Let’s shop at Tsukiji Market！
- Many tons of tuna come through the market. Both fresh, as in sashimi (raw fish) and frozen are available; “nama-maguro,” or fresh tuna for eating on the spot and frozen tuna for preserving. There are many specialty stores for tuna selling not only “oo-toro” (fatty-tuna), “chu-toro” (from the belly area of the tuna) and “akami” (leaner meat from the sides of the tuna), but also rare parts of the tuna, such as “medama” (the eyeballs of the tuna), which are cooked before eating.
- Other Fresh Seafood and Shellfish鮮魚貝類
- You can find a wide variety of delicious seasonal catch-of-the-day displayed in the showcases. Frozen crabs, shrimps, and scallops are very popular and available throughout the year.
- Himono （Semi-dried fish）干物
- “Himono” is a traditional salting and air-drying process used for long-term preservation of fish. The process helps concentrate the umami flavor or robust tastiness of the fish.
- Meat, Poultry and Eggs肉類・卵
- There is more to Tsukiji Market than fish. You also will be able to find beef, pork, chicken, and fresh eggs! Tender, juicy, marbled Japanese beef bearing the names of their origin are showcased along with meat imported from overseas.
Some countries have strict restrictions on bringing any meat products into their countries, so please carefully check your local customs regulations before your purchase.
- Fruits and Vegetables青果・妻物
- Fresh seasonal fruits and vegetables are available year-round.
Some of them are unique to Japan and are used in traditional Japanese cuisine.
The fruit and vegetables stands are the first to signal the arrival of a new season.
We highly recommend that you try some while in Japan. Since every country has different customs regulations, please carefully check in advance as to what you are allowed to take back home.
- Nerimono and Oden練製品・おでん
- “Nerimono” refers to any food that is cooked using ground fish and seasoning. Some examples of nerimono are satsuma-agé (pronounced satsuma ah-gay), kamaboko, chikuwa, hampen and tsumire. A very popular dish in Japan called “Oden” is made by adding nerimono to a warm broth. Give nerimono and oden a try, they are sure to delight your palate.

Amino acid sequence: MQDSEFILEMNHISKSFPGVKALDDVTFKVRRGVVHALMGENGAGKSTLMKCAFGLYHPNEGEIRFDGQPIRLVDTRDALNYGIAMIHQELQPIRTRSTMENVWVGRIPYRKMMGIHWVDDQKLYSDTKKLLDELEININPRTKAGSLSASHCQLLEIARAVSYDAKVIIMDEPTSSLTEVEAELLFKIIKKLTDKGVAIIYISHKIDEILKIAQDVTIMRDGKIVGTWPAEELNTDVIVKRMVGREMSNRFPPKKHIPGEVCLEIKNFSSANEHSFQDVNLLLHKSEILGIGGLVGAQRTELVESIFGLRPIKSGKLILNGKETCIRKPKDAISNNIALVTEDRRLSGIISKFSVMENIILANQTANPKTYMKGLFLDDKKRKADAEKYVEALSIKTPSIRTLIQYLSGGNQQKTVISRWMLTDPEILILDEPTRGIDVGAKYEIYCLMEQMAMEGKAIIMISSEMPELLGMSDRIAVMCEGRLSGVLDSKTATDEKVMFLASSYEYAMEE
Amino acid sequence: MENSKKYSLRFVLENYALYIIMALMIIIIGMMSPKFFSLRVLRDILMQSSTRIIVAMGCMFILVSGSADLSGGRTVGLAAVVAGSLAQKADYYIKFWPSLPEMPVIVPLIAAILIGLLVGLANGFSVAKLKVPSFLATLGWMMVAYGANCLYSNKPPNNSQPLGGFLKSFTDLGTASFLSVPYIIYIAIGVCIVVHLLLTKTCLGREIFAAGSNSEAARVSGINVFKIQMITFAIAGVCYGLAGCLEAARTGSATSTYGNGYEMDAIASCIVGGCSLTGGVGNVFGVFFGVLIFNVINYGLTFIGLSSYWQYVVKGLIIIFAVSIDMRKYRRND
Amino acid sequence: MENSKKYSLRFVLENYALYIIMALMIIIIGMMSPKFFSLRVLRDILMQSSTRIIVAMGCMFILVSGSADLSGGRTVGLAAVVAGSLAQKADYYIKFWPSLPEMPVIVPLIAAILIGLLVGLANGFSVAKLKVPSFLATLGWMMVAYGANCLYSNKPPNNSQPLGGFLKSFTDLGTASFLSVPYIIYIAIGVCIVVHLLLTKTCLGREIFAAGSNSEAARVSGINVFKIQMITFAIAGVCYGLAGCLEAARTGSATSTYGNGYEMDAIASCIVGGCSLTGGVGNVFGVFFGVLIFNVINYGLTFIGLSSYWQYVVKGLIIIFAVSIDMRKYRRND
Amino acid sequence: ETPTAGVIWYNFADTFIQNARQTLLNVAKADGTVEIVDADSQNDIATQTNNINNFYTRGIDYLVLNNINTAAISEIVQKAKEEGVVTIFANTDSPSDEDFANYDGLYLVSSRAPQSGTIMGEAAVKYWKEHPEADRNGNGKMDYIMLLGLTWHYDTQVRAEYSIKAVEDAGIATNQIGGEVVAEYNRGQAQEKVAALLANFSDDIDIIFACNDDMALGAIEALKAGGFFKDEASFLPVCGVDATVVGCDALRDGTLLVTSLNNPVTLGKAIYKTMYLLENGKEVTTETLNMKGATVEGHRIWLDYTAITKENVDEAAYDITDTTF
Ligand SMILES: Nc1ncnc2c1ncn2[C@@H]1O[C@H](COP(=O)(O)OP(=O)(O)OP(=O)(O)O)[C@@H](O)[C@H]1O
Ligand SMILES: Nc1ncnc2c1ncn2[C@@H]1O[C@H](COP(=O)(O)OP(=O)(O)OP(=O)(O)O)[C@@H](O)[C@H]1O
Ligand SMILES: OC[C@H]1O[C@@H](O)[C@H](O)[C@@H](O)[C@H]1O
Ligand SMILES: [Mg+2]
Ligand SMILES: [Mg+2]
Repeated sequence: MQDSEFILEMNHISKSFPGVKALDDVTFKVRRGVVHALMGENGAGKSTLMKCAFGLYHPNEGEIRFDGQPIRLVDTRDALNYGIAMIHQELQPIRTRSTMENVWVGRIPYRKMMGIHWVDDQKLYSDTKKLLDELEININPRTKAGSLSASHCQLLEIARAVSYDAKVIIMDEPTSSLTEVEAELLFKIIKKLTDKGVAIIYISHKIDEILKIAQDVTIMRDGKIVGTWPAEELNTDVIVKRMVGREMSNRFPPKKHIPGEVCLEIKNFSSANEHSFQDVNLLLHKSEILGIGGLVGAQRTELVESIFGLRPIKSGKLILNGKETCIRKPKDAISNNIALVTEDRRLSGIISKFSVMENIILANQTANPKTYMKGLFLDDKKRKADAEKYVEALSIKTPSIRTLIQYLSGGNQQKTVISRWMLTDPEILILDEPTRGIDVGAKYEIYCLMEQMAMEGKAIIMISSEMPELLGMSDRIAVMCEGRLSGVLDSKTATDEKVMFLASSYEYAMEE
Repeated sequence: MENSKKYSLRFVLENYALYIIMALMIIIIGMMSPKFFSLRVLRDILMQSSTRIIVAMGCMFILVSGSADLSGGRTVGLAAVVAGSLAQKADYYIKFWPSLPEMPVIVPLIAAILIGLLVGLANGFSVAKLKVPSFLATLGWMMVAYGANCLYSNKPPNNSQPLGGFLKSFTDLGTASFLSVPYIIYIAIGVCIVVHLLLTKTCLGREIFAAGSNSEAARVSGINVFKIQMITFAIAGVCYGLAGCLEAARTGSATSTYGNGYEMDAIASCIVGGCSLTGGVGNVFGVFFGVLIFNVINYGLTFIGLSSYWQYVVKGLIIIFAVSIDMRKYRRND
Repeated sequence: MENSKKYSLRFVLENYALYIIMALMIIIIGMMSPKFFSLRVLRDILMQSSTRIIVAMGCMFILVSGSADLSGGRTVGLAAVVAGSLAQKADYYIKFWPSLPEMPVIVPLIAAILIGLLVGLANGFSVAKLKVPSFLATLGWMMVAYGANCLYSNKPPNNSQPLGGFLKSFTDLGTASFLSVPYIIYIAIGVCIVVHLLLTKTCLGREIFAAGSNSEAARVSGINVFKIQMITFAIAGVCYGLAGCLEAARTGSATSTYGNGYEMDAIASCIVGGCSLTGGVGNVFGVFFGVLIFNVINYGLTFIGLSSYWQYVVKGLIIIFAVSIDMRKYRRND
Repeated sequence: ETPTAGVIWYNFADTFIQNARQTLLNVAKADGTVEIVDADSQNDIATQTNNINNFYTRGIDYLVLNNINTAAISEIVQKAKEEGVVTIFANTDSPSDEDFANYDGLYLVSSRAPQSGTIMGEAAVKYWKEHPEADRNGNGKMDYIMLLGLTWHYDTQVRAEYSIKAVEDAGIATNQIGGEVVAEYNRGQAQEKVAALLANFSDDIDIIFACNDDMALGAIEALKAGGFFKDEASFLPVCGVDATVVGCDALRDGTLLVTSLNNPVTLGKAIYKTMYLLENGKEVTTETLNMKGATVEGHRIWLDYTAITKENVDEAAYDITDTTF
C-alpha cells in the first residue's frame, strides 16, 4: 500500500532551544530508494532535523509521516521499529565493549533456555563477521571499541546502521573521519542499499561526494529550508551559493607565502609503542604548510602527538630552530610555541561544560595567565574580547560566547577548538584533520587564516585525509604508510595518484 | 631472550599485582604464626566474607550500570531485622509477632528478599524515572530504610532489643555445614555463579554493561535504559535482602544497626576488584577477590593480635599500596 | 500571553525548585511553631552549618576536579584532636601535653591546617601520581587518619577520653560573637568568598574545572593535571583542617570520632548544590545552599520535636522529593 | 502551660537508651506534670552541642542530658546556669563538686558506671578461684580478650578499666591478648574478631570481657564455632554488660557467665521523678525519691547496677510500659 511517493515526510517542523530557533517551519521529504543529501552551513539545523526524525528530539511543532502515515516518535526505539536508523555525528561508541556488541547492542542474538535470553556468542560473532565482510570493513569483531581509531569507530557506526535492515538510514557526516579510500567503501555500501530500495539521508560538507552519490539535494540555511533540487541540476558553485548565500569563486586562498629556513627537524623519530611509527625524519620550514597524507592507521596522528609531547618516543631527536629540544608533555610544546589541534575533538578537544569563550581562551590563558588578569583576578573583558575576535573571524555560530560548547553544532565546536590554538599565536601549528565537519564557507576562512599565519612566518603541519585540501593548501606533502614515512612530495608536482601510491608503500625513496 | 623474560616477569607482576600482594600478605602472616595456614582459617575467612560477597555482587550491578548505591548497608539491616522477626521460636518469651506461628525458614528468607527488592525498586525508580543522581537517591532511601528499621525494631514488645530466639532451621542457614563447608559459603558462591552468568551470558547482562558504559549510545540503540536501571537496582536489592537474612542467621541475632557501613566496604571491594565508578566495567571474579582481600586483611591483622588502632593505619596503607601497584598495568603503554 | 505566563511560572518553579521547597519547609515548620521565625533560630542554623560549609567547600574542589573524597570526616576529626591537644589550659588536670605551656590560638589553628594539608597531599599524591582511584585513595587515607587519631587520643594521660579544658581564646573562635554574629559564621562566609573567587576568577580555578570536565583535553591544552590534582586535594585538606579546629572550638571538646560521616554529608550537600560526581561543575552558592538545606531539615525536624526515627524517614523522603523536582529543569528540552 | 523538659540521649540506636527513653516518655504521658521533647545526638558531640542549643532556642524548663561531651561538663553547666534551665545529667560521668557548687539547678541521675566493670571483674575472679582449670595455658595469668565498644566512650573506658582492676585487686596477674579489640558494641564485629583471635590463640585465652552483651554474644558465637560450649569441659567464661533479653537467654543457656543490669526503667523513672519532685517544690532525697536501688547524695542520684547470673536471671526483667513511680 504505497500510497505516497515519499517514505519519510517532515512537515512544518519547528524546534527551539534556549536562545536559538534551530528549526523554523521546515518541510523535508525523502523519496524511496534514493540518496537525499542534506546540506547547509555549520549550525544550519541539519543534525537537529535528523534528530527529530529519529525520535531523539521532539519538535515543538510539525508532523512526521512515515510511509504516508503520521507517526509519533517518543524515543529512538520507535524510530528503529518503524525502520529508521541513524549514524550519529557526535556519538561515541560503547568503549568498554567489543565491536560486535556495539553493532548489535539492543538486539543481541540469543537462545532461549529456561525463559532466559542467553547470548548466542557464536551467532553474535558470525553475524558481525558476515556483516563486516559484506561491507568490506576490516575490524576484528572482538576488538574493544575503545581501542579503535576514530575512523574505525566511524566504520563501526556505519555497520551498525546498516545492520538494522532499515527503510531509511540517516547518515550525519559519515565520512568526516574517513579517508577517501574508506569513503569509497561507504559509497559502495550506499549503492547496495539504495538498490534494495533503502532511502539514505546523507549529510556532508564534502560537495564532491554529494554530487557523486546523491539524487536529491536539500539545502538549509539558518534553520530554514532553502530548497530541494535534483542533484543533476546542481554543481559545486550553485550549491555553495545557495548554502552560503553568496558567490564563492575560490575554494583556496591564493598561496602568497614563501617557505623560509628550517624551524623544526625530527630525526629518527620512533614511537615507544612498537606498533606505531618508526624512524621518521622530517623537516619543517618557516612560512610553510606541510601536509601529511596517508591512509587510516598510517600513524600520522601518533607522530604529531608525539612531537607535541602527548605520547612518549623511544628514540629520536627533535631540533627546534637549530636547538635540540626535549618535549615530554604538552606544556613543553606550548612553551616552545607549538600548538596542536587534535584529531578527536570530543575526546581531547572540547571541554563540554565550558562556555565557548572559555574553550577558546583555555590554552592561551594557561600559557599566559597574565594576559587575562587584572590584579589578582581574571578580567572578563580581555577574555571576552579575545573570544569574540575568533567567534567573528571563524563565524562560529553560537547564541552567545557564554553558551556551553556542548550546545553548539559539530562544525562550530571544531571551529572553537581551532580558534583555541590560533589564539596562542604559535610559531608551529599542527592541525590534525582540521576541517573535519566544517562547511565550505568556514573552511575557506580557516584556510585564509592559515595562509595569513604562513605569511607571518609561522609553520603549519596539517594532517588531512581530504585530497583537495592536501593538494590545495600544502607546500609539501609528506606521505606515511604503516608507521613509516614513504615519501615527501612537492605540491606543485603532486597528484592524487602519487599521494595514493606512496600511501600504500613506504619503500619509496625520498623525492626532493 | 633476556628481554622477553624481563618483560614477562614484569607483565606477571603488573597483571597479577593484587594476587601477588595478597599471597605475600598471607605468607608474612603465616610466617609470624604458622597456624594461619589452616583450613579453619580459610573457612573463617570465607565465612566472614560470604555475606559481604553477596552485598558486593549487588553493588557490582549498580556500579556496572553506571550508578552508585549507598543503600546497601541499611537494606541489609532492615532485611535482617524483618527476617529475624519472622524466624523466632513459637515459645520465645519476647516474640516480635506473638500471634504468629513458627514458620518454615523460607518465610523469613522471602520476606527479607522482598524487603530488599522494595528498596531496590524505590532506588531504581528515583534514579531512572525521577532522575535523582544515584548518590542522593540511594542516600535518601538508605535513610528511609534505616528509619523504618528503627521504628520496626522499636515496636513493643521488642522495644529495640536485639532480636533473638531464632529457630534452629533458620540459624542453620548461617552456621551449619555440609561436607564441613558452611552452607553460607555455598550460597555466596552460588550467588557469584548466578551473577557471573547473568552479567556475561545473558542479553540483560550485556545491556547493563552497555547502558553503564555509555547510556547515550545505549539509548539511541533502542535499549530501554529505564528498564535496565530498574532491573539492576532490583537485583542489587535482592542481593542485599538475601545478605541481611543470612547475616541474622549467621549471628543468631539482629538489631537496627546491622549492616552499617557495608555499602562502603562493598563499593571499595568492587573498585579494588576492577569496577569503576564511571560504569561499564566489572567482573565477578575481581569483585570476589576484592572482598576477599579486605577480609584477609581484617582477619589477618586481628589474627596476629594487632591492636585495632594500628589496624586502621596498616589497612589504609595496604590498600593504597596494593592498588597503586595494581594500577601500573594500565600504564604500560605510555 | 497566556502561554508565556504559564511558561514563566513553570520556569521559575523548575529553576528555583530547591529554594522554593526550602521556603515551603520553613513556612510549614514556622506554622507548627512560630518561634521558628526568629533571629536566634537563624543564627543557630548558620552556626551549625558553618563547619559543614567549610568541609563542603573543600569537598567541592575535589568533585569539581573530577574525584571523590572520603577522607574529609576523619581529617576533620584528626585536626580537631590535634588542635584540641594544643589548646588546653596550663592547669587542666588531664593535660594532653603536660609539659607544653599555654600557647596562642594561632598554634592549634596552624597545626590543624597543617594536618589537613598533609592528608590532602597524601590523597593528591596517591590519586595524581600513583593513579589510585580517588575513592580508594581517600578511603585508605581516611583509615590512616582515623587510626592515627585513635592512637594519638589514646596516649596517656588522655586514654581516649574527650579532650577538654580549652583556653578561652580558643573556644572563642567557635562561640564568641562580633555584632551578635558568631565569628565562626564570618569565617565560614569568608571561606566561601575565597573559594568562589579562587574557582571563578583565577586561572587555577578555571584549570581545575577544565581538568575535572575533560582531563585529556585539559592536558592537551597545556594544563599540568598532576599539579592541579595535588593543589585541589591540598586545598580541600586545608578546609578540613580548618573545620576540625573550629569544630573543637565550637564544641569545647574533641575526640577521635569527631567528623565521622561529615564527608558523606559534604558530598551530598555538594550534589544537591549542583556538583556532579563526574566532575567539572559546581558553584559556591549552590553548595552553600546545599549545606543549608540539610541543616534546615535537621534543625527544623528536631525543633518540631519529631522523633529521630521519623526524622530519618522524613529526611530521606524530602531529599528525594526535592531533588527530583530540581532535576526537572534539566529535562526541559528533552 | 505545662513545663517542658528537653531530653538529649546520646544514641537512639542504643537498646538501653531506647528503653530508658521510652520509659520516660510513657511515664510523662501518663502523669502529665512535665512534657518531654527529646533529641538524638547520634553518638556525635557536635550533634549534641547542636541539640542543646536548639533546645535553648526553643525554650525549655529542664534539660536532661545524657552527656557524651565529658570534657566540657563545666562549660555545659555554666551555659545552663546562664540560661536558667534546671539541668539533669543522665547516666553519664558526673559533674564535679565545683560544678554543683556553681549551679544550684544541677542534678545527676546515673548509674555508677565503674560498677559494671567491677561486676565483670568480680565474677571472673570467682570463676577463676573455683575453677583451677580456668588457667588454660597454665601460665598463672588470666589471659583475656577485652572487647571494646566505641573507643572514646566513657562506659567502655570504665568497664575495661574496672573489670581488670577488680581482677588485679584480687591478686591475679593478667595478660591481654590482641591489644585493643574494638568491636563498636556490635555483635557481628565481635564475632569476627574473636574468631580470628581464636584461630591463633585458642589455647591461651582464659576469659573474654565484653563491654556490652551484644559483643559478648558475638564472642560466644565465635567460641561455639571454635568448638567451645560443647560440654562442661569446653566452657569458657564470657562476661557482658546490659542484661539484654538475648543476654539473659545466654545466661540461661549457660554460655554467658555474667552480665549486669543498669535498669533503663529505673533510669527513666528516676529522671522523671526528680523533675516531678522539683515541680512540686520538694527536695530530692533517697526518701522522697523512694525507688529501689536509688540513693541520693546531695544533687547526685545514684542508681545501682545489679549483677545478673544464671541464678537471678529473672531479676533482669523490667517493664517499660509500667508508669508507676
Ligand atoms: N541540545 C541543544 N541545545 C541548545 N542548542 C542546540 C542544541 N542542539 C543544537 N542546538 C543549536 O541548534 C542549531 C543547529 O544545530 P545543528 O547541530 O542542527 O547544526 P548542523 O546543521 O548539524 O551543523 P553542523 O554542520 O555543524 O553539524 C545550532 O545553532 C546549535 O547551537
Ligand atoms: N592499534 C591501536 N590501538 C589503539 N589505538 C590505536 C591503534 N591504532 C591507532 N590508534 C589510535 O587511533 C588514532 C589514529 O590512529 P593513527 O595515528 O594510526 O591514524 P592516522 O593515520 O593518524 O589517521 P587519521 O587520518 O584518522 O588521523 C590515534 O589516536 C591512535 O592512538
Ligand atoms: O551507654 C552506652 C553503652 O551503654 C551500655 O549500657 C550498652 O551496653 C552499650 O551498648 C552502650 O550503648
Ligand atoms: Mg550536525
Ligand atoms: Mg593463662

- Wholesale stores in the Market also cater to high-end, gourmet Japanese restaurants. Delicacies, known in Japanese as “chinmi,” are readily available here.
The three best known chinmi are salt pickled sea urchin roe (uni), salt pickled mullet roe (karasumi) and pickled sea cucumber innards (konowata).
Yes, they can be rather expensive but well worth the price for the epicurean in you!
- Japanese-style Pickles漬物
- Japanese pickles are called “tsukemono” and are the perfect accompaniment to a bowl of rice. Some examples of pickled vegetables are daikon radishes, turnips, cucumbers, eggplants, and burdock roots.
There are several different pickling processes including salt, miso (soybean paste), soy sauce, vinegar, rice bran, and sake kasu (sake lees). You may be pleasantly surprised by the sheer variety and the vivid colors of these delectable side dishes.
- Tsukudani (Japanese Preserved Food)佃煮
- “Tsukudani” is an excellent way to preserve small fish, shellfish, and seaweed, which is prepared by simmering the ingredients in soy sauce, mirin, and sugar.
Due to its rich flavor, Tsukudani has been loved by the Japanese as a perfect side dish since the time of Edo period. Many kinds of Tsukudani are sold in Tsukiji Market.
- “Tamagoyaki” is a Japanese omelet made by cooking thin layers of scrambled eggs in a rectangular pan and folding many layers together into a block shape. Sweet tamagoyaki is used for sushi and as delightful morsels in bento boxes. There are several specialty stores in Tsukiji Market, so make sure to give them a try. Tamagoyaki will keep for several days when refrigerated, so please remember to keep it cold.
- Seasonings and Processed Foods食料品・加工品
- A variety of seasonings and processed foods line the shelves of the Japanese markets. Chinese, Western, and ethnic seasonings and processed foods are available in household size and bulk restaurant size. Spice up your life and bring color to your table by trying out new seasonings today.
- Snacks and Sweets菓子
- Packages of “Osembei,” or rice crackers, dried fruits, and nuts are also popular as a souvenir, for they go well with alcoholic drinks. Traditional confectionaries called “wa-gashi” have been quite popular among workers in Tsukiji Market.
- Dried Seafoods乾物
- Dried fish have been exported to China for a few hundred years, making their way into Chinese cuisine.
Even now, dried salmon, scallops and squids are popular overseas.
- Dried Bonito Flakes鰹節